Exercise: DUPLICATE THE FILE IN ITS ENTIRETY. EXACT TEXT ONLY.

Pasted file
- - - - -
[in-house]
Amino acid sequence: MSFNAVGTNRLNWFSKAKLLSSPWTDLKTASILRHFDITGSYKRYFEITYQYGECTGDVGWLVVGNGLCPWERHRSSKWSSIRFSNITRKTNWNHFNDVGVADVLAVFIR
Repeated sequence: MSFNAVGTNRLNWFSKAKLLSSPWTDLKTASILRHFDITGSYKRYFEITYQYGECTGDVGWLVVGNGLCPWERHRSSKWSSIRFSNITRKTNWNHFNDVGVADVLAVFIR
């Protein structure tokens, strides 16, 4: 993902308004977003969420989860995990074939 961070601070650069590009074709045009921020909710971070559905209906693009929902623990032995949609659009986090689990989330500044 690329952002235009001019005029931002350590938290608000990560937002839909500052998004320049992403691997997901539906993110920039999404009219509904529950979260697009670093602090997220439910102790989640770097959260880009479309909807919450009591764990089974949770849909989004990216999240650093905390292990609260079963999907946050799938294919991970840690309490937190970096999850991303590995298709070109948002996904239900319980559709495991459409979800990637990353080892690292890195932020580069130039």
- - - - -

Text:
[in-house]
Amino acid sequence: MSFNAVGTNRLNWFSKAKLLSSPWTDLKTASILRHFDITGSYKRYFEITYQYGECTGDVGWLVVGNGLCPWERHRSSKWSSIRFSNITRKTNWNHFNDVGVADVLAVFIR
Repeated sequence: MSFNAVGTNRLNWFSKAKLLSSPWTDLKTASILRHFDITGSYKRYFEITYQYGECTGDVGWLVVGNGLCPWERHRSSKWSSIRFSNITRKTNWNHFNDVGVADVLAVFIR
């Protein structure tokens, strides 16, 4: 993902308004977003969420989860995990074939 961070601070650069590009074709045009921020909710971070559905209906693009929902623990032995949609659009986090689990989330500044 690329952002235009001019005029931002350590938290608000990560937002839909500052998004320049992403691997997901539906993110920039999404009219509904529950979260697009670093602090997220439910102790989640770097959260880009479309909807919450009591764990089974949770849909989004990216999240650093905390292990609260079963999907946050799938294919991970840690309490937190970096999850991303590995298709070109948002996904239900319980559709495991459409979800990637990353080892690292890195932020580069130039």